Soon we were chugging along again. The train conductor said the next stop would be Iriga, but he advised passengers to go back to sleep, for at dawn we would be near the base of world-famous Mayon Volcano, the one with the near-perfect cone.
I requested the conductor to rouse me at the first sign of the mountain, but I soon found out there was no need for that.
An ear for engines
After hours on the train, you develop an ear for the various sounds the steam engine makes. The locomotive sounds differently when it decelerates for a bend or struggles uphill. Downhill, the engine sings, freed from its heavy load by the tug of gravity.
I sensed we were near the base of the volcano for I could hear the train struggling. Apart from the uphill climb, there was also the slight pull of centrifugal force. Dawn was breaking and the volcano loomed large in our windows.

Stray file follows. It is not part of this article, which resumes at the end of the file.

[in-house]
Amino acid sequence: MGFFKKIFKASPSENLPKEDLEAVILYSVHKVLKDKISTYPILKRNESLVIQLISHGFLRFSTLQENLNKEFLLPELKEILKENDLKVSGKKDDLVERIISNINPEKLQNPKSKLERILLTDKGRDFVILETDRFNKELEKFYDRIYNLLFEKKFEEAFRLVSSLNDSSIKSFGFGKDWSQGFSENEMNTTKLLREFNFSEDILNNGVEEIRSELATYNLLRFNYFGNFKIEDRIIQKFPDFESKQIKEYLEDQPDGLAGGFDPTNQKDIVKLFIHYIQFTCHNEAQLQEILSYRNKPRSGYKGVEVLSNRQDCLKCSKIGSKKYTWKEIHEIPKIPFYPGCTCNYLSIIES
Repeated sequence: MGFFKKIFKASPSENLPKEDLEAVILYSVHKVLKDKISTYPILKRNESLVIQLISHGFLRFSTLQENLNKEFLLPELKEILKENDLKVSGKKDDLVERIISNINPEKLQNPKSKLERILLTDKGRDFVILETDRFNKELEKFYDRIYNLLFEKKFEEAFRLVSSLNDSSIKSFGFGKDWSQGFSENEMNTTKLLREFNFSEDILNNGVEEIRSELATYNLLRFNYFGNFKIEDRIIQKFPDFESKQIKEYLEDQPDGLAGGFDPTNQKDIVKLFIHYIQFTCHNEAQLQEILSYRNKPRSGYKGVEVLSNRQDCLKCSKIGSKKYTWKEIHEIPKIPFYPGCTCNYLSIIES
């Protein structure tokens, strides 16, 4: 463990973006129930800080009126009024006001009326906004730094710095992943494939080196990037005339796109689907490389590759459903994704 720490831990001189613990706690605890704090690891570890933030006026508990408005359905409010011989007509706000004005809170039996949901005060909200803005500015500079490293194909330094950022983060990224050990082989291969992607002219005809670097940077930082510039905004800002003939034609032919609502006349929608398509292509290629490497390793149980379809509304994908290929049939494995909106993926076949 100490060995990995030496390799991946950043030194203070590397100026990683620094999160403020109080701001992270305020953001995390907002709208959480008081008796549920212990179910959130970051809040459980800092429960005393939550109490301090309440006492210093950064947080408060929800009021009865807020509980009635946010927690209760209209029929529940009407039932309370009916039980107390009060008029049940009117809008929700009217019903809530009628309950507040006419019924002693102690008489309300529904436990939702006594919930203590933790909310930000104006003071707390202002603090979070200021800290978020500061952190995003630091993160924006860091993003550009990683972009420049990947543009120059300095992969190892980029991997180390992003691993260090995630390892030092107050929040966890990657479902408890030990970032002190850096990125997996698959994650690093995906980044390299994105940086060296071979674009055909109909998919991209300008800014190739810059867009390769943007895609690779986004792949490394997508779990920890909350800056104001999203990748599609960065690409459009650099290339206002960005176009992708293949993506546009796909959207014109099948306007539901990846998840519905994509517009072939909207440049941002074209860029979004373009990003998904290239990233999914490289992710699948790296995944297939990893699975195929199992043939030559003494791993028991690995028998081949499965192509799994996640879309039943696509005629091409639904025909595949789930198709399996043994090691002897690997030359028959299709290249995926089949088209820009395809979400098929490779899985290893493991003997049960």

Seeing the volcano up close, you get a sense of just how immensely beautiful it is. The name Mayon is a contraction of the Bicol word “magayon,” meaning beautiful. But it means more than that, for as always something gets lost in the translation: It evokes the image a beautiful maiden of a Bicolano’s dreams.
Above the shrill screech of steel wheels struggling to keep a grip on the rails boomed the conductor’s urgent yell: “Dapa! Dapa!” No translation needed; it means the same thing in Tagalog and Bicolano.
In a blink, everyone was on the floor.
When the all-clear signal was given, some passengers who were obviously on their first train ride like me asked what that was all about. I could hear the conductor explain: Apparently it was standard practice when rounding a perilous bend around the volcano. The belief was that lowering the train’s center of gravity made the turn safer.
Live physics lesson
I could not believe my ears, for it seemed to make no sense. But I decided to look it up in high school physics class as soon as school opened.